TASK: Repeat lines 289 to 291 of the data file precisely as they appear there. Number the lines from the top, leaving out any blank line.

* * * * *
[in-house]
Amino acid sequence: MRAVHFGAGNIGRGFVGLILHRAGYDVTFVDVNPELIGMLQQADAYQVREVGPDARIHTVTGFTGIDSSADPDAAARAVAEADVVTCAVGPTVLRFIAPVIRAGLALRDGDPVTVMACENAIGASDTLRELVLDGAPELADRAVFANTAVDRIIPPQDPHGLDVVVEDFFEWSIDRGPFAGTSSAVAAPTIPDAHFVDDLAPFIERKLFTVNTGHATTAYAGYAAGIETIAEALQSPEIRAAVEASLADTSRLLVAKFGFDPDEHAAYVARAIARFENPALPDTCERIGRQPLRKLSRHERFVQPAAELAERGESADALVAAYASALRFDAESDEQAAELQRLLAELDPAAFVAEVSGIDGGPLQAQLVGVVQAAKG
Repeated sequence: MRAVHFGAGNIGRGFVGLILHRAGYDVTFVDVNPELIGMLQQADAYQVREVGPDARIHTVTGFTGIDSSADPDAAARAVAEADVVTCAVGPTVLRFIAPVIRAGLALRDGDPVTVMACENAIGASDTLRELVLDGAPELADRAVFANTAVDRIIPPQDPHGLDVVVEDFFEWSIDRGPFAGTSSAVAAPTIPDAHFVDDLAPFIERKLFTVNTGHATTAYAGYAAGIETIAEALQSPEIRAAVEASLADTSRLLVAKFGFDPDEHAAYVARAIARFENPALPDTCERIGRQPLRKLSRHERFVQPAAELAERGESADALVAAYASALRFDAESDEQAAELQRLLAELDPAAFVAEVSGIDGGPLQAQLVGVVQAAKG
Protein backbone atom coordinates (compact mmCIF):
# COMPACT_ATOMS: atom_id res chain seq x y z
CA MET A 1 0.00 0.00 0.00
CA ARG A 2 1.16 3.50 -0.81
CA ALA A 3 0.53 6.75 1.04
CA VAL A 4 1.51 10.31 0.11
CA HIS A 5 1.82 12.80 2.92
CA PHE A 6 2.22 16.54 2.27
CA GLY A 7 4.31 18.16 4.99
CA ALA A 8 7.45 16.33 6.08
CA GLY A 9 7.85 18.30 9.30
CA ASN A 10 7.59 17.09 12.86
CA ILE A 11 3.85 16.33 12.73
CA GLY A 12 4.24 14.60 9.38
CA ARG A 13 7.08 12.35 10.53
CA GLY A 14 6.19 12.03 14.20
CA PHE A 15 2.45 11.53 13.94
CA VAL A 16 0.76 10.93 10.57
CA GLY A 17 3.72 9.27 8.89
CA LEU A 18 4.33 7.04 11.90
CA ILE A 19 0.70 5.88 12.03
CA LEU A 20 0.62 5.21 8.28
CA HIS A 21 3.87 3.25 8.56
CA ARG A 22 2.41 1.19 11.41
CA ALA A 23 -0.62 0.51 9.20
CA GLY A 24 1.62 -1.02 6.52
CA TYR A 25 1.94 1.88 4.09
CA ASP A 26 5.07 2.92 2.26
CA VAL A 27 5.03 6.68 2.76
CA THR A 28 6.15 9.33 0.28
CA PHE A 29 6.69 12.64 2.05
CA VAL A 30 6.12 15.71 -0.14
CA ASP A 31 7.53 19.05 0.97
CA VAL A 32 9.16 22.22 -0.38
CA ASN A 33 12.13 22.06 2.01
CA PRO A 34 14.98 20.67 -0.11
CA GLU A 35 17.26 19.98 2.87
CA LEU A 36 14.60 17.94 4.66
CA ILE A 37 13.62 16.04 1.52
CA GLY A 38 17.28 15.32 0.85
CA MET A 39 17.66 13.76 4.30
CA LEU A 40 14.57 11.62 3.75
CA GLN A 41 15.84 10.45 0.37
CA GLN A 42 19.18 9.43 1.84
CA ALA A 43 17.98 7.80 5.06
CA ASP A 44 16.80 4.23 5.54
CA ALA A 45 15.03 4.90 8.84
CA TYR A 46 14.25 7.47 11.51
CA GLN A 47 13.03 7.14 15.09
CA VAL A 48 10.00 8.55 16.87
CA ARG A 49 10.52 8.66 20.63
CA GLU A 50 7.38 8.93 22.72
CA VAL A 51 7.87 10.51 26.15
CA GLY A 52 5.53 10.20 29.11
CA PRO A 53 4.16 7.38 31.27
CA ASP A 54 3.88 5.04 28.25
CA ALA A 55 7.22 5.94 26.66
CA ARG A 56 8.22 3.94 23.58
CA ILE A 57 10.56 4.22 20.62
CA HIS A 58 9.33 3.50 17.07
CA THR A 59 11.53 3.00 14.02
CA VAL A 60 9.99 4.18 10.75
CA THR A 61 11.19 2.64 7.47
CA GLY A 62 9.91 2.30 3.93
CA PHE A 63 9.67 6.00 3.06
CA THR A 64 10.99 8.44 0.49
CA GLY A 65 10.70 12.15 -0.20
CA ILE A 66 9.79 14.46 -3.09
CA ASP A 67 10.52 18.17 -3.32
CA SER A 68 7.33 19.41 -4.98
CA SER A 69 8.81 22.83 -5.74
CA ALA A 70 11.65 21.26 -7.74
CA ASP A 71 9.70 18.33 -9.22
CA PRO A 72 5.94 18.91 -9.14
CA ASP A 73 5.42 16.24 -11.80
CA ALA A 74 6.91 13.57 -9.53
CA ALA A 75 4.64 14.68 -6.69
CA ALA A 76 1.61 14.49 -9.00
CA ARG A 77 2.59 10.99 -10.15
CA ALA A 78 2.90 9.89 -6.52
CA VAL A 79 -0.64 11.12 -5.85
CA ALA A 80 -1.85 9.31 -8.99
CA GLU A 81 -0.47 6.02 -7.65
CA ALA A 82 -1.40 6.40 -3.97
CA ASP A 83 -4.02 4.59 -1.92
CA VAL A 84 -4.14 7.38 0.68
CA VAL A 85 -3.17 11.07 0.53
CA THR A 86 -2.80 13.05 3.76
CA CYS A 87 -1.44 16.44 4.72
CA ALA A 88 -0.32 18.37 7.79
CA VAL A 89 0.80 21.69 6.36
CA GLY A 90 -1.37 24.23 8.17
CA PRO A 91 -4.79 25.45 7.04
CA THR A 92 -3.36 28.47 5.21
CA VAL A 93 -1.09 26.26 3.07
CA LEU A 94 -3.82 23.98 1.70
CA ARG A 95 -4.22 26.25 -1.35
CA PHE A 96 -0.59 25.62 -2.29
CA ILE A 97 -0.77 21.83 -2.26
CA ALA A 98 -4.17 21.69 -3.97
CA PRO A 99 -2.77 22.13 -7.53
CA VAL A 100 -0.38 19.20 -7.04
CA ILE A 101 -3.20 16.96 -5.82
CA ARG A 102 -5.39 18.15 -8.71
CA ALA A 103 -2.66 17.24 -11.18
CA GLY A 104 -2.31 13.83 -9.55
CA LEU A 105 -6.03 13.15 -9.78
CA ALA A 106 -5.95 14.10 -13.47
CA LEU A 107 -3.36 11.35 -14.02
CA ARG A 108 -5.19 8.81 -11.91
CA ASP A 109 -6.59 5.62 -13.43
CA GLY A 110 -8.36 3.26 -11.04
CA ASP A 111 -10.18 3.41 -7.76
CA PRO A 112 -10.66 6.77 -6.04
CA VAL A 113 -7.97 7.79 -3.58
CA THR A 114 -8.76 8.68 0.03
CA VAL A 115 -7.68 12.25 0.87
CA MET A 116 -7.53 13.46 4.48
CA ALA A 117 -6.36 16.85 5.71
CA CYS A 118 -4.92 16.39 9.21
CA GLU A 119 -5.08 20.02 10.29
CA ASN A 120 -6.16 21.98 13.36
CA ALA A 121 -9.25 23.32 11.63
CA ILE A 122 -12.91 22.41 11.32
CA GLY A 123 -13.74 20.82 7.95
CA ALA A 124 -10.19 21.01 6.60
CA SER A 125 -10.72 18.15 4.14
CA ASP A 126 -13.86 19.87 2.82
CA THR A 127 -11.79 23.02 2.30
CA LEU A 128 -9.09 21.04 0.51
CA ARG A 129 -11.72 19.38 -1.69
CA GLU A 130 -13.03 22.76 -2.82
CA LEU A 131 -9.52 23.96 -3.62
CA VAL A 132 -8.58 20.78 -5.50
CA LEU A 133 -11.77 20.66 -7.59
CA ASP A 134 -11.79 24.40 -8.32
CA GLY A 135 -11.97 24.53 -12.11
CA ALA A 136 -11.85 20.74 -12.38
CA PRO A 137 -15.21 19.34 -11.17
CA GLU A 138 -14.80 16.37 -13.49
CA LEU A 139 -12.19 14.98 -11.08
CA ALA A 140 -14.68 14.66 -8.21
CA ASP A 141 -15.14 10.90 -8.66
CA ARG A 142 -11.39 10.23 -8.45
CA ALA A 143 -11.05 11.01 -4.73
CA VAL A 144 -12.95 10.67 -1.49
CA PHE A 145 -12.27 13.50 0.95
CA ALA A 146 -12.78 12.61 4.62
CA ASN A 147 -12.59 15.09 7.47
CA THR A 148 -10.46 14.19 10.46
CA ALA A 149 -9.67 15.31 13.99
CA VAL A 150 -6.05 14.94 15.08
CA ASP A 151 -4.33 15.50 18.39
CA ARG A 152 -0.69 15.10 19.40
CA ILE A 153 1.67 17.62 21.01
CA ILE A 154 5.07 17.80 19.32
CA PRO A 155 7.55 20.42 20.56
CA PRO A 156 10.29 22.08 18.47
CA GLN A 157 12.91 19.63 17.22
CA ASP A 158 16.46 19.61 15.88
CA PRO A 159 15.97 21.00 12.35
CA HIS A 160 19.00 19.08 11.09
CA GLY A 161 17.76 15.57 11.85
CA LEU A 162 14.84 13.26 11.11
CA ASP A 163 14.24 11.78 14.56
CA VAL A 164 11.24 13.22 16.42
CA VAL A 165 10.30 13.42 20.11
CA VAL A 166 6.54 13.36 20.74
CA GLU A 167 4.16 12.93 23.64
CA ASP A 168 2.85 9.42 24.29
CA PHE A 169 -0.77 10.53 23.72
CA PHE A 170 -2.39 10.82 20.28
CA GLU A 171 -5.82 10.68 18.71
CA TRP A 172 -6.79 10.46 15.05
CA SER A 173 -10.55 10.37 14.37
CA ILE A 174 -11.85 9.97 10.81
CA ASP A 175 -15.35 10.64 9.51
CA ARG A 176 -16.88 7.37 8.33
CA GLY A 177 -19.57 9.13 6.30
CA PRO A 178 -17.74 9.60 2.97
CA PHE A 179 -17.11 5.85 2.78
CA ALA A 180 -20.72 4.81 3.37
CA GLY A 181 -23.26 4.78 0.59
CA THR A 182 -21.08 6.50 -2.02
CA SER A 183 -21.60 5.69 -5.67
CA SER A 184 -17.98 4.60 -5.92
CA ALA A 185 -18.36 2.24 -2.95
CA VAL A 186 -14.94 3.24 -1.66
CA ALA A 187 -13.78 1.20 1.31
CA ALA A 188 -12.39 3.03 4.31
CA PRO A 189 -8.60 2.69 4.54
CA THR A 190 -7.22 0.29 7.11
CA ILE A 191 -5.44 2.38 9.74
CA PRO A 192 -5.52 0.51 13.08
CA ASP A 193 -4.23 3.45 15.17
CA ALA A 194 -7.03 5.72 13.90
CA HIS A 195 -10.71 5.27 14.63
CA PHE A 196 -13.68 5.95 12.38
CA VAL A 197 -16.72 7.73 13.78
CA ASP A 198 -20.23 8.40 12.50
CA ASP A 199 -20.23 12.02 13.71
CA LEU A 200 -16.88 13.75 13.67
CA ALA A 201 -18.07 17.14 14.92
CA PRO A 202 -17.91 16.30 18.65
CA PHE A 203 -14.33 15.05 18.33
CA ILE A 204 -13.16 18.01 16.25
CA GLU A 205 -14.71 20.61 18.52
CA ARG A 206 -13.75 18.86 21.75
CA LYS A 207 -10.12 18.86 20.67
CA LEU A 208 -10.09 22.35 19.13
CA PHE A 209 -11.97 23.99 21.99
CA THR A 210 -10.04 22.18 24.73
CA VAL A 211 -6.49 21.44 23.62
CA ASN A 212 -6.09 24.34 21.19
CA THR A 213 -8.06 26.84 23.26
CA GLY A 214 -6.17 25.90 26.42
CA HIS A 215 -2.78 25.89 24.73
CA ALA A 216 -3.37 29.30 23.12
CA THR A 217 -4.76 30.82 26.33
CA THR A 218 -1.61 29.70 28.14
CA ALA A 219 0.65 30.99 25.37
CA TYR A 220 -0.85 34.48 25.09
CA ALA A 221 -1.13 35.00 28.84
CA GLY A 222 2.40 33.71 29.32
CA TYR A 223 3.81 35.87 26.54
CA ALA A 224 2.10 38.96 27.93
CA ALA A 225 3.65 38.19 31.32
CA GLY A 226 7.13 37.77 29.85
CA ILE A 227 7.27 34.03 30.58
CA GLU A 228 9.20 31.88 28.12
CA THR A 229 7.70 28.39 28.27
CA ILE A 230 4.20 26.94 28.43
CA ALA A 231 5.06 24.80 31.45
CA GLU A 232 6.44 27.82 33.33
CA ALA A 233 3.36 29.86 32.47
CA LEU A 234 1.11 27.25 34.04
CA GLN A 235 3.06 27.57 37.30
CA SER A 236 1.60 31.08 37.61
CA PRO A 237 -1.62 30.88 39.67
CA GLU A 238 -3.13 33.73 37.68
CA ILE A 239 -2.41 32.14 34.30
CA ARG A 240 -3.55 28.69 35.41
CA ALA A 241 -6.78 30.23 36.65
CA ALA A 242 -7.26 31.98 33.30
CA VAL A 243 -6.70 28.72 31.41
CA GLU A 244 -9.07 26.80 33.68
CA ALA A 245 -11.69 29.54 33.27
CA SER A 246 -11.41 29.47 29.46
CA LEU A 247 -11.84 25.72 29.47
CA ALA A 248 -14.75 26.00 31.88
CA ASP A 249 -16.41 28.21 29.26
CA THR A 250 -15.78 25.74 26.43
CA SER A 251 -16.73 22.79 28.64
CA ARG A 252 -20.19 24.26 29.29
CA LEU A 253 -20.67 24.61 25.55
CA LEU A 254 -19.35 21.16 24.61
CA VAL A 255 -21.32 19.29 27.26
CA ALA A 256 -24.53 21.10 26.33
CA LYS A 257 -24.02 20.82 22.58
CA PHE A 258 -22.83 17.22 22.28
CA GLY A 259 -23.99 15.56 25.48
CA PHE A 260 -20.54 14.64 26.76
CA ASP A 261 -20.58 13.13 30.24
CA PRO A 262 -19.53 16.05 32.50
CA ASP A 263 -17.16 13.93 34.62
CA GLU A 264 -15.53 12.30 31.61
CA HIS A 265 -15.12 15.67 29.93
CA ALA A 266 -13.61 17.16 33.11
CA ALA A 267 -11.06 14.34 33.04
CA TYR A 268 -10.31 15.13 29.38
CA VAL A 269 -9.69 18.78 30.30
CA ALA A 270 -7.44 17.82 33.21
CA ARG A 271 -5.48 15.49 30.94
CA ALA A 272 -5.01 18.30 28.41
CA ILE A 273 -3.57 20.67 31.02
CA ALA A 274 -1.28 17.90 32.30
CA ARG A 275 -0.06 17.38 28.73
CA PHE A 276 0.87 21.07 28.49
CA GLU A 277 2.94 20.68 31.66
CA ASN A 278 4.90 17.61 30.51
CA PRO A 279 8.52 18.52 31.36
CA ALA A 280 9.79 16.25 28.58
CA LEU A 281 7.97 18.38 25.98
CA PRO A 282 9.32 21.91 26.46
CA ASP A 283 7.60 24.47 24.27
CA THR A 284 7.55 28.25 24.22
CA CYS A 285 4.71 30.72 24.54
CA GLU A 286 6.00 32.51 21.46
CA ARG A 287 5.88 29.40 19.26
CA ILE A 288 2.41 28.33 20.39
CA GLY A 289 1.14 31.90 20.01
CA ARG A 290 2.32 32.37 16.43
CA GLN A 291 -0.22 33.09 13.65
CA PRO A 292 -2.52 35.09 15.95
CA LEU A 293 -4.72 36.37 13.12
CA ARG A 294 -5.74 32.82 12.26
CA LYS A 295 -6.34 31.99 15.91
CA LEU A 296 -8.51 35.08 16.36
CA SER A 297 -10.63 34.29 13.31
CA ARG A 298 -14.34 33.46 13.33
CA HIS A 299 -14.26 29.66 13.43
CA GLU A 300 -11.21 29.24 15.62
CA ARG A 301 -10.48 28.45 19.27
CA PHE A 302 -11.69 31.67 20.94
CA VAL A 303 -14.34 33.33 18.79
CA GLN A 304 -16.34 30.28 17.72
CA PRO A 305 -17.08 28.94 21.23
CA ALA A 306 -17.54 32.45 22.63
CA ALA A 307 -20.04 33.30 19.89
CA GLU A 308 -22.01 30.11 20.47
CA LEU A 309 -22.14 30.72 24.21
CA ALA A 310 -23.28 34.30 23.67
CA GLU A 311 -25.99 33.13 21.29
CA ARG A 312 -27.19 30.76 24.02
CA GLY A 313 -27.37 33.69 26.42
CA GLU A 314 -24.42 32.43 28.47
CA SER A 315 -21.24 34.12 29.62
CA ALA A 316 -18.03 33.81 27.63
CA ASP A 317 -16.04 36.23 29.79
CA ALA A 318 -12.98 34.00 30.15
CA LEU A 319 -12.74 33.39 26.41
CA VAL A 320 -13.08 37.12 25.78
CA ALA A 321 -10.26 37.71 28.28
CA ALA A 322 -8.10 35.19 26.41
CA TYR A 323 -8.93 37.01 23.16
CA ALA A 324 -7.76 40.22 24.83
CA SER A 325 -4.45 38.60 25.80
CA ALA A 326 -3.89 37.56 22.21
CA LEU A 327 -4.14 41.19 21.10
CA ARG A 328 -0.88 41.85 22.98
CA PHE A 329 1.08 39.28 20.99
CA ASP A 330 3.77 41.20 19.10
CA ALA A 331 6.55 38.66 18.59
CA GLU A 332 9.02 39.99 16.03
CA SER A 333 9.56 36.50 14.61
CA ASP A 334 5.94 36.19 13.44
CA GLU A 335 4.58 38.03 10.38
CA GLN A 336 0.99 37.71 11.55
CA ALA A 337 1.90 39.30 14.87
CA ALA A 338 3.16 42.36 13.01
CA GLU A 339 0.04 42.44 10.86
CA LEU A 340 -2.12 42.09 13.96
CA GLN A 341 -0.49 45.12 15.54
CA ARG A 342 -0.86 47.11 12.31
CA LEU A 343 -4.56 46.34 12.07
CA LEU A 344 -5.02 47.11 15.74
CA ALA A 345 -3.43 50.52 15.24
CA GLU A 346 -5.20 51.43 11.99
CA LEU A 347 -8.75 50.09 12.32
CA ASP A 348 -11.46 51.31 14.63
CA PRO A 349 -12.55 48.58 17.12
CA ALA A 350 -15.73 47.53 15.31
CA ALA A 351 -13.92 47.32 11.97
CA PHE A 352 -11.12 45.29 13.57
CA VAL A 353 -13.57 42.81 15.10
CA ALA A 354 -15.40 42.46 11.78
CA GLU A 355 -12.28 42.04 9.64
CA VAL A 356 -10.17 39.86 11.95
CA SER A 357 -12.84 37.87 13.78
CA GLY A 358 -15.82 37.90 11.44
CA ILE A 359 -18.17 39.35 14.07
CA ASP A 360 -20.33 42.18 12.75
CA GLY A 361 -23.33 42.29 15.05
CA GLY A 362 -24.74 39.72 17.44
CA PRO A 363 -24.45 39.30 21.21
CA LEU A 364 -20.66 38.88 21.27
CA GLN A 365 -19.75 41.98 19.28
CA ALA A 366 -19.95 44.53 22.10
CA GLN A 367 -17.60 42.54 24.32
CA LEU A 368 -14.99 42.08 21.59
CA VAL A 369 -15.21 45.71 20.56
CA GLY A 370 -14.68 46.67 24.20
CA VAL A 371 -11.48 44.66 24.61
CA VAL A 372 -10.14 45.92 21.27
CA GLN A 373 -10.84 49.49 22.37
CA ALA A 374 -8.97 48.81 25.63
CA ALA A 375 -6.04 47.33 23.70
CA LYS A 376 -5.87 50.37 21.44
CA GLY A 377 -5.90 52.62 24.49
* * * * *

CA THR A 284 7.55 28.25 24.22
CA CYS A 285 4.71 30.72 24.54
CA GLU A 286 6.00 32.51 21.46